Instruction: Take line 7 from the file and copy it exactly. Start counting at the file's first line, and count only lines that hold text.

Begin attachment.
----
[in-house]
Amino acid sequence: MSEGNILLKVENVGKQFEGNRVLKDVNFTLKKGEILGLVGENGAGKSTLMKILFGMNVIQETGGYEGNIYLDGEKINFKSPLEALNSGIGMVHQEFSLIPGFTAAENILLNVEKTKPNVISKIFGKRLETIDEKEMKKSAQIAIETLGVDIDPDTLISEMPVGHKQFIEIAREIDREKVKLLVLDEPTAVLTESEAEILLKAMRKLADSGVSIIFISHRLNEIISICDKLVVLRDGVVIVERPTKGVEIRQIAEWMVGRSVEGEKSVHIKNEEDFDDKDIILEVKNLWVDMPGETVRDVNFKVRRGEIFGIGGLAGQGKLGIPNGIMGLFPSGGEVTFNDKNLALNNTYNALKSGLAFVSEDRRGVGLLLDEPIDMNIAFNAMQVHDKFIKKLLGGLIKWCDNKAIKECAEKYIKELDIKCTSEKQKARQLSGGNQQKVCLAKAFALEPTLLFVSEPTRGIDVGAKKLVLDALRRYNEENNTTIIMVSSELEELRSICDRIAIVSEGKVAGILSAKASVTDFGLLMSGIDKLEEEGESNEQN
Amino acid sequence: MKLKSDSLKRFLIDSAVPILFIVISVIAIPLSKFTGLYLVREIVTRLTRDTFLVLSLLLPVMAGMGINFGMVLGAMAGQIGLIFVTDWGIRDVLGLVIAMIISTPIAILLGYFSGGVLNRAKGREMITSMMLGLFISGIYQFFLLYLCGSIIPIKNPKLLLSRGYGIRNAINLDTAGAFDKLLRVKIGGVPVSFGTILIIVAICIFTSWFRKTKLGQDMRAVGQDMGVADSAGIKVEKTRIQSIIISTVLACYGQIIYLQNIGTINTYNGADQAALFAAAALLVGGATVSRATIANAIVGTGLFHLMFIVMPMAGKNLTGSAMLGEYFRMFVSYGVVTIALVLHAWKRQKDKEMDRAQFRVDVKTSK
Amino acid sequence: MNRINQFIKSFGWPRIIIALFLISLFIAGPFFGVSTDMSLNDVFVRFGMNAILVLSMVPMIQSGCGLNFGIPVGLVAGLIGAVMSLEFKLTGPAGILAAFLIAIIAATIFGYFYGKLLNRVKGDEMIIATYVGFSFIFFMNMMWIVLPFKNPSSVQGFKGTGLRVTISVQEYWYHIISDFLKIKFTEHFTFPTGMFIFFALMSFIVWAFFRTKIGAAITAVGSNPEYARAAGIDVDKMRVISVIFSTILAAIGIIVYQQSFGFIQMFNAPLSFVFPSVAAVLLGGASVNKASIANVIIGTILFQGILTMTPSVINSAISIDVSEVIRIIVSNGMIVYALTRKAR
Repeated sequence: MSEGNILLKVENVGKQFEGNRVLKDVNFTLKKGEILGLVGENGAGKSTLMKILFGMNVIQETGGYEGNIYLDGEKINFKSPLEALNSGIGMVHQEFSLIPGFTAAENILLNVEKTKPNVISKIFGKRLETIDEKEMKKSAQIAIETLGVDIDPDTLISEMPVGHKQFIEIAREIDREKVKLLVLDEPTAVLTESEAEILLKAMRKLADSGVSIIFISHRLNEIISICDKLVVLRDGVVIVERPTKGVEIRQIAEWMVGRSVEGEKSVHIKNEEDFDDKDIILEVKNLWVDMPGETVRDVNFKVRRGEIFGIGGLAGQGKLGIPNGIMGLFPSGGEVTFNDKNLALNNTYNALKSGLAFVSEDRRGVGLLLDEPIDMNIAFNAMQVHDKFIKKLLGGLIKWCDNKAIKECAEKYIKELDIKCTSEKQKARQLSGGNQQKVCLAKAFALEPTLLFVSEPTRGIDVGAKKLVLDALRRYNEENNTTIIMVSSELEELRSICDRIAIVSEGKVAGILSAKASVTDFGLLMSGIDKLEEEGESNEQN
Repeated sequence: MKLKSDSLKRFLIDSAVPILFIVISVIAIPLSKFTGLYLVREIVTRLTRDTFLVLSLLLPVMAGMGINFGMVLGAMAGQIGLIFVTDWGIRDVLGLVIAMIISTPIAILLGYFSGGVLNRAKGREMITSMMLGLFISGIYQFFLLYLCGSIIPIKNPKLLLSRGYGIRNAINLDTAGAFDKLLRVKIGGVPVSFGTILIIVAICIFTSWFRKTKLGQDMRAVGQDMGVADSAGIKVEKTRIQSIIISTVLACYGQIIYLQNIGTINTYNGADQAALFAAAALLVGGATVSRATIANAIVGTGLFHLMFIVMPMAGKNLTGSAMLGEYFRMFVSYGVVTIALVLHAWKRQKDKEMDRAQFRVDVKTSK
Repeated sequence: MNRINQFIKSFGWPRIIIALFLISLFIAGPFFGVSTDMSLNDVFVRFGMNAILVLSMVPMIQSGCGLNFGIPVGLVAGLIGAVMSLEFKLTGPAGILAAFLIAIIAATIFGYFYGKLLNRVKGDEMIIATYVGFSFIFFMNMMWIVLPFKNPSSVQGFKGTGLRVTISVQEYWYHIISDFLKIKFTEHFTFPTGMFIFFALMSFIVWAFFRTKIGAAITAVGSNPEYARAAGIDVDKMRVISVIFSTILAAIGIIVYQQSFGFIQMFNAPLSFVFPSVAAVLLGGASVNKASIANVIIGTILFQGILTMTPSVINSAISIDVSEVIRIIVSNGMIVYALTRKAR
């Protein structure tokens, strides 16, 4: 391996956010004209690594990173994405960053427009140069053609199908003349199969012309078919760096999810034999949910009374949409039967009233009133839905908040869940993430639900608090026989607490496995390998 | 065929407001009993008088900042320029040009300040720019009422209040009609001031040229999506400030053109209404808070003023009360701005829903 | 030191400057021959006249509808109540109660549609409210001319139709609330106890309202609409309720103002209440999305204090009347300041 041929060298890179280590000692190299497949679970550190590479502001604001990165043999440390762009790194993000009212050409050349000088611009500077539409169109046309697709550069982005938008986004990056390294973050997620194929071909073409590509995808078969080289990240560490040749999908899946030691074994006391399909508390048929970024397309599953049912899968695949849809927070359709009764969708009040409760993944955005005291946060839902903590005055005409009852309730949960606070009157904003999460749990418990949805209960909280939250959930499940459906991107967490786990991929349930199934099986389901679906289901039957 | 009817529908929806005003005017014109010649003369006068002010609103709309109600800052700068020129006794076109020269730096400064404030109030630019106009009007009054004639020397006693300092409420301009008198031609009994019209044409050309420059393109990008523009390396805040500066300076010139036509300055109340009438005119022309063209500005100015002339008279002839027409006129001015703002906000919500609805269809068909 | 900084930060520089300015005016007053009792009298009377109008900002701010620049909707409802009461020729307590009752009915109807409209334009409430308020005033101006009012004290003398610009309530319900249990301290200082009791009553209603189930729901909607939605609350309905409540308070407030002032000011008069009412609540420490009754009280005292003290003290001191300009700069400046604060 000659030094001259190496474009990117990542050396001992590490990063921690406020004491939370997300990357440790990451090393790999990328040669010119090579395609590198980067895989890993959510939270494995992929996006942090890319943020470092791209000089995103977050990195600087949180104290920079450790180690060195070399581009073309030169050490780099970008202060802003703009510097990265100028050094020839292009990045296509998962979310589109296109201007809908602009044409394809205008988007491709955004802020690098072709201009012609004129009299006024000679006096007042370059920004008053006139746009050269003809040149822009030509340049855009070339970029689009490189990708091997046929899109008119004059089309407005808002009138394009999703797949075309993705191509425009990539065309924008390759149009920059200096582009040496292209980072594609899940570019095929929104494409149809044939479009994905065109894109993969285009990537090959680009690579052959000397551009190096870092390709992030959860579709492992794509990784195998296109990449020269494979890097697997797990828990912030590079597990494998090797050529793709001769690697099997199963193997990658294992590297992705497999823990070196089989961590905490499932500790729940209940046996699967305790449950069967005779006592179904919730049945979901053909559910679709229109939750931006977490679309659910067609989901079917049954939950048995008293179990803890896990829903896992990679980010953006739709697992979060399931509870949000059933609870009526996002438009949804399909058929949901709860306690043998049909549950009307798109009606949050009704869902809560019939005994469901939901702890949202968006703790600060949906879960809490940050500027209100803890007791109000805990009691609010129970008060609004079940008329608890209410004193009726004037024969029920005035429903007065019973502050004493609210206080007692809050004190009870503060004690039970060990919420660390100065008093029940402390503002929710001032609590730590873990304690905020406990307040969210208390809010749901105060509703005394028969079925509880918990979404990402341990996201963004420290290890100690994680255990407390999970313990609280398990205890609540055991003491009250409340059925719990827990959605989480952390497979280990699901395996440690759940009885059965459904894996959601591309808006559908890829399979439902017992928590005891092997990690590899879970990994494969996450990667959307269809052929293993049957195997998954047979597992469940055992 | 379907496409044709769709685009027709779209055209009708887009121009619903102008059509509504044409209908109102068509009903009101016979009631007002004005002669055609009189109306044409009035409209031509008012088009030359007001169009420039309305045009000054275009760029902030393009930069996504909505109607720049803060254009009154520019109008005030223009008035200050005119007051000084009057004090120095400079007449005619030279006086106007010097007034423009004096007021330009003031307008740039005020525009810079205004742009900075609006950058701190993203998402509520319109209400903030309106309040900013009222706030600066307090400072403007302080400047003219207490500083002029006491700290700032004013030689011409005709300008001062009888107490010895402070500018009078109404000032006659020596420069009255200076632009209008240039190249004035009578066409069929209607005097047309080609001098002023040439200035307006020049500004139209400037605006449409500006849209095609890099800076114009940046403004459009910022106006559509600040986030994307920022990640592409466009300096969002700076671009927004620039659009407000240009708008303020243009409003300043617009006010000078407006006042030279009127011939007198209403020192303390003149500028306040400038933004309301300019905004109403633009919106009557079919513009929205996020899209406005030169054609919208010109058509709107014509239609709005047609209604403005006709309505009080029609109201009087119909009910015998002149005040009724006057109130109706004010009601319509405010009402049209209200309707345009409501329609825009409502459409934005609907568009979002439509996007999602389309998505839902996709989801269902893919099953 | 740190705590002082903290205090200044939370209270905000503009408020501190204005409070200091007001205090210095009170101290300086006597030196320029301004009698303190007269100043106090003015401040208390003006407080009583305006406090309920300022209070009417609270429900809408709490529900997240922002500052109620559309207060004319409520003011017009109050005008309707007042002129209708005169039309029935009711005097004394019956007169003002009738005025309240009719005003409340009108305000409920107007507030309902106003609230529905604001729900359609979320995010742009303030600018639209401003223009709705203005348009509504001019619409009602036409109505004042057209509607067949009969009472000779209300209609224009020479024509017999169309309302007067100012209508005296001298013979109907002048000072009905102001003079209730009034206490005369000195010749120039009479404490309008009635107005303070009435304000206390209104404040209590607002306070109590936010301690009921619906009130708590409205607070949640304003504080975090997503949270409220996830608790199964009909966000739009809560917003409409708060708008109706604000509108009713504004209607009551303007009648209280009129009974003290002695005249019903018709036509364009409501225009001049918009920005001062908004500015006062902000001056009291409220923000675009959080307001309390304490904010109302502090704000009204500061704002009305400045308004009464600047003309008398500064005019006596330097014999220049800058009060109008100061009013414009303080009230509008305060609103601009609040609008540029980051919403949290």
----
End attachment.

Repeated sequence: MNRINQFIKSFGWPRIIIALFLISLFIAGPFFGVSTDMSLNDVFVRFGMNAILVLSMVPMIQSGCGLNFGIPVGLVAGLIGAVMSLEFKLTGPAGILAAFLIAIIAATIFGYFYGKLLNRVKGDEMIIATYVGFSFIFFMNMMWIVLPFKNPSSVQGFKGTGLRVTISVQEYWYHIISDFLKIKFTEHFTFPTGMFIFFALMSFIVWAFFRTKIGAAITAVGSNPEYARAAGIDVDKMRVISVIFSTILAAIGIIVYQQSFGFIQMFNAPLSFVFPSVAAVLLGGASVNKASIANVIIGTILFQGILTMTPSVINSAISIDVSEVIRIIVSNGMIVYALTRKAR